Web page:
Relevant legislation in Serbia consists of Serbian Act on Arbitration and provisions of several other legal instruments that contain norms of relevance to the arbitration process.
Act on Arbitration, enacted in 2006, governs all arbitrations that have their arbitral seat in Serbia. It consists of a number of mandatory provisions regarding arbitral proceedings as well as rules on setting aside and recognition of foreign arbitral awards.
Other important source of law for the arbitration seated in Serbia is the Private International Law Act, containing provisions on procedure for recognition and enforcement of foreign arbitral awards and specifying the cases of exclusive jurisdiction of the state court that can affect the arbitrability of the dispute.
Serbian Civil Procedure Act is of relevance to the arbitration in cases when the state court is acting as an authority for arbitration assistance and supervision and intervenes with the arbitral procedure e.g. when taking evidence, when enforcing interim measures or setting aside an arbitral award or deciding on the recognition and enforcement of arbitral awards. In such cases it shall do so in accordance with its own procedures prescribed in the said Act.
Serbian Act on investments also mentions arbitration as a possible means of resolving a dispute arising out of the investment, as an alternative to the state courts.
Major applicable laws for arbitration proceedings in China are the Arbitration Law of the People’s Republic of China (“the Arbitration Law”) and Chapter 28 of the Civil Procedure Law of the People’s Republic of China (“the Civil Procedure Law”), both of which are mandatory laws.
Reference should also be made to interpretations and statements of the Supreme People’s Court of China regarding specific issues in arbitration which provide important clarifications and guidance in many aspects of arbitration law and practice, such as Interpretation of the Supreme People’s Court concerning Some Issues on Application of the Arbitration Law of the People’s Republic of China.
a. Act No. 553 of 24 June 2005 on Arbitration (the “Danish Arbitration Act 2005”) provides the legal framework for arbitration in Denmark. The Act applies equally to national and international arbitration. As only a few of the rules are mandatory, such as section 6, the parties retain autonomy over the dispute resolution process. The Arbitration Act is to a large extent based on the UNCITRAL Model Law.
Arbitration proceedings in Poland are regulated by a separate chapter (Part Five) of the Polish Civil Procedure Code (CPC).
In principle, under Article 1184 §1 CPC, the parties are free to determine the procedure before the arbitral tribunal. However, several provisions of Polish arbitration law are regarded as mandatory.
Mandatory provisions which cannot be contracted around include:
- Challenge of the arbitrators before a state court (Article 1176 § 2 CPC)
- Equal treatment of the parties (Article 1183 CPC)
- The right to be heard and present one’s case (Article 1183 CPC)
- Waiver of the right to object (Article 1193 CPC adopting Model Law Article 4)
- Petition to set aside the arbitral award (Article 1205 CPC).
In Switzerland, international arbitration is governed by chapter 12 of the Swiss Private International Law Act (PILA) which entered into force on 1 January 1989. An arbitration is deemed international, if at least one party to the arbitration agreement had its domicile or habitual residence outside Switzerland at the time of the conclusion of the arbitration agreement. Since 1 January 2011, Domestic arbitration is governed by the 3rd title of the Swiss Civil Procedure Code (CPC). However, parties to an international arbitration dispute may declare the provisions on domestic arbitration of the CPC to apply in lieu of the provisions of the PILA (art. 167 para 2 PILA). Equally, the parties to a domestic arbitration are granted the possibility to agree on the provisions of the PILA to apply instead of the CPC (art. 353 para 2 CPC).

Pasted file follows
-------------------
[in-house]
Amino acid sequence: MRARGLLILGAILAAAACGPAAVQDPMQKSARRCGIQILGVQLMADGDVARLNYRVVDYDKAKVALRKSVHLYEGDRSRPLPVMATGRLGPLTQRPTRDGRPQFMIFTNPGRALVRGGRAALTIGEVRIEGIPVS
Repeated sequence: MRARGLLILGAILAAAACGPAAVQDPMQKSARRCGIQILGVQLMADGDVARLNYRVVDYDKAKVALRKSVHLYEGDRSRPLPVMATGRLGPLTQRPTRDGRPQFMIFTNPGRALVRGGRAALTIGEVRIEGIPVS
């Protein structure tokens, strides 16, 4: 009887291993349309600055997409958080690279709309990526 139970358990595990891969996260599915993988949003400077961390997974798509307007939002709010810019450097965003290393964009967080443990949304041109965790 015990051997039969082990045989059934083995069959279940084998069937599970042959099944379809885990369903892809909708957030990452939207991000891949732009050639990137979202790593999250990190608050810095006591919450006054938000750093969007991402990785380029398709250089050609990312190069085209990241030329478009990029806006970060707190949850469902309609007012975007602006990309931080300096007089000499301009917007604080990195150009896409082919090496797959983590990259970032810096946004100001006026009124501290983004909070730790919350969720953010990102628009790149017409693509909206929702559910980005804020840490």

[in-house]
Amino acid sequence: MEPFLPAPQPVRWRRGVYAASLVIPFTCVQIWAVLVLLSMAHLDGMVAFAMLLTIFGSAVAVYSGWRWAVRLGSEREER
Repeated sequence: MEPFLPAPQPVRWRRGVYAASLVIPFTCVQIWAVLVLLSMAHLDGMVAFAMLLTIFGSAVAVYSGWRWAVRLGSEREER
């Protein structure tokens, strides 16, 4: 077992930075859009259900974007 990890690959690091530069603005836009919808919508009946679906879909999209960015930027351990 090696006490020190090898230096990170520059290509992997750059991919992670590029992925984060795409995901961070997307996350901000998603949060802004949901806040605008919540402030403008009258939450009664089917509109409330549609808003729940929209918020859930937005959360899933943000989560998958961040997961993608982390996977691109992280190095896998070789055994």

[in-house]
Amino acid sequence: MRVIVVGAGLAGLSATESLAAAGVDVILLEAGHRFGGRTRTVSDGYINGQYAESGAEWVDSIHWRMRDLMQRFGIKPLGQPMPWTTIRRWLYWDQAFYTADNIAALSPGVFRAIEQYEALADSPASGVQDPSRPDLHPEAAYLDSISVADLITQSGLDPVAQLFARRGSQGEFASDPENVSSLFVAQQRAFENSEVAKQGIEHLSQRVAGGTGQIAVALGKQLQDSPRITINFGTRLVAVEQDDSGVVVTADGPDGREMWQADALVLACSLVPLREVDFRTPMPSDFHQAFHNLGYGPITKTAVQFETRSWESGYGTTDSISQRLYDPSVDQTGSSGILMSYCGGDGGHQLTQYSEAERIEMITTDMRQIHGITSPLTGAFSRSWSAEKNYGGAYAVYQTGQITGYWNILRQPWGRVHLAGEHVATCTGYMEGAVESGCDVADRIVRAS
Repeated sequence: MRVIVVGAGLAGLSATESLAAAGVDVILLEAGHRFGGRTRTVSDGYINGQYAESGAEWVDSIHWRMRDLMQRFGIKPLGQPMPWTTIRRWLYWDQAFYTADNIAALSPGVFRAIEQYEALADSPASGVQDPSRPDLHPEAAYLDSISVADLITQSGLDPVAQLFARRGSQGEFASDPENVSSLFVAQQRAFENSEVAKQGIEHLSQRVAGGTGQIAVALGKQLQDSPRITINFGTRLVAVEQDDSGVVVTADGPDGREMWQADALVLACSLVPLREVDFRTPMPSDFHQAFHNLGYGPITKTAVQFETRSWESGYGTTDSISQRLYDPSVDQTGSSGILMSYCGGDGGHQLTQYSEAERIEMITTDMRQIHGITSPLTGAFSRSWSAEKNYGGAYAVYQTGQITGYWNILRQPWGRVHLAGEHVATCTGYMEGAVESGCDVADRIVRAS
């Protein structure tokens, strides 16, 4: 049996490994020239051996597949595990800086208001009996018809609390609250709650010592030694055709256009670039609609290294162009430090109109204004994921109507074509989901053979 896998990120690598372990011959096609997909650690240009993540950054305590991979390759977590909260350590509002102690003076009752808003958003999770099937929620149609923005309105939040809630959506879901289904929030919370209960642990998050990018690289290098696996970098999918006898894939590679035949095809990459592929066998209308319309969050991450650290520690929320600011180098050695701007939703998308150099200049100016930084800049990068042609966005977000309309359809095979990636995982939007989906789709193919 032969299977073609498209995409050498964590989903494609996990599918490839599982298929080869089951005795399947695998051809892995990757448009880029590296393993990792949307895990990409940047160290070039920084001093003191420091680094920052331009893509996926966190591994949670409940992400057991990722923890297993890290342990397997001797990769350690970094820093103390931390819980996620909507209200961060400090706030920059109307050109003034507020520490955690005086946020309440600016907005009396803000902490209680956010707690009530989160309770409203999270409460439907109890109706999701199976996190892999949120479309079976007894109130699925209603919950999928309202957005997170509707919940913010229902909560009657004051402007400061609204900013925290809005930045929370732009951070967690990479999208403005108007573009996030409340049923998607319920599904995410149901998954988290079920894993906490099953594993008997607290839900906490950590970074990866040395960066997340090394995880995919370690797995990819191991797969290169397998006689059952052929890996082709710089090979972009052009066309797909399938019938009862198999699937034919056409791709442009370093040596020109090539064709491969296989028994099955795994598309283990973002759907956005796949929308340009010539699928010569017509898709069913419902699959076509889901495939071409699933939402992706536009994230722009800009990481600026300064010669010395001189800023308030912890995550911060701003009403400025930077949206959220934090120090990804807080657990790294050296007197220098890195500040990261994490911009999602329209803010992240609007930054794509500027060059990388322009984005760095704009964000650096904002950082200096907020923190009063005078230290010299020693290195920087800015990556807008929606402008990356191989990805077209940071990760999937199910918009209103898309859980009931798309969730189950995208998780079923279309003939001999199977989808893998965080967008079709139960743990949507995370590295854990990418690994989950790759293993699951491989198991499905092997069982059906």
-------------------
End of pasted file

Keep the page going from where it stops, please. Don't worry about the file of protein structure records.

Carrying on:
While great emphasis is placed on party autonomy in adapting the arbitral proceedings to their needs, Swiss arbitration law contains several mandatory requirements, namely the provisions on arbitrability (art. 177 PILA and art. 353 CPC), the provisions stipulating the lack of independence or impartiality as grounds to challenge an arbitrator (art. 180 para 1 (c) PILA and art. 367 para 1 (c) CPC), the provisions requiring the arbitral tribunal to ensure equal treatment of the parties and compliance with their right to be heard (art. 182 para 3 PILA and art. 373 para 4 CPC), as well as the provisions providing for assistance by the state courts at the seat of the arbitral tribunal (art. 185 PILA and art. 356 CPC) are among the mandatory rules.
The legislation which applies to an arbitration is dependent on whether the arbitration is governed by the laws of the United Arab Emirates (“UAE”), or by the laws of distinct jurisdictions such as the Dubai International Financial Centre (“DIFC”) or the Abu Dhabi Global Market (“ADGM”), generally understood as “Free-zone Jurisdictions”), both of which have their own arbitration laws/regulations.
UAE - Federal
Federal Law No. 6 / 2018 on arbitration (the “UAE Arbitration Law”) replaced Articles 203 to 218 of Federal Law No. 11/1992 (the “UAE CPC”).
Articles 203 to 218 of the UAE CPC were those provisions which were relevant to arbitration.
This UAE Arbitration Law applies to all arbitral proceedings carried out in the UAE, unless the parties agree to apply a different arbitration law.
Should the parties agree to apply a different arbitration law, that arbitration law must comply with the requirements of public order and morality in the UAE.
UAE - Free-zone Jurisdictions
DIFC Law (No. 1 of 2008, as amended by DIFC Law no. 6 of 2013) (the “DIFC Arbitration Law”), governs arbitral disputes which are subject to the jurisdiction of the DIFC.
The amendment to the DIFC Law No. 1 of 2008 clarified the DIFC Court’s authority to dismiss or stay an action brought before the court (which is also subject to an arbitration agreement) unless it finds ‘that the arbitration agreement is null and void, inoperative or incapable of being performed’’ even where the seat of the arbitration is one other than the DIFC and where no seat has been designated or determined.
The ADGM has established an arbitration hearing centre (the “ADGM Arbitration Centre”) on Al Maryah Island. The ADGM Arbitration Centre became fully operational on 17 October 2018 as a venue for arbitration.
The ADGM Arbitration Regulations 2015 (“ADGM Regulations”), based on the UNCITRAL Model Law will govern arbitrations where the: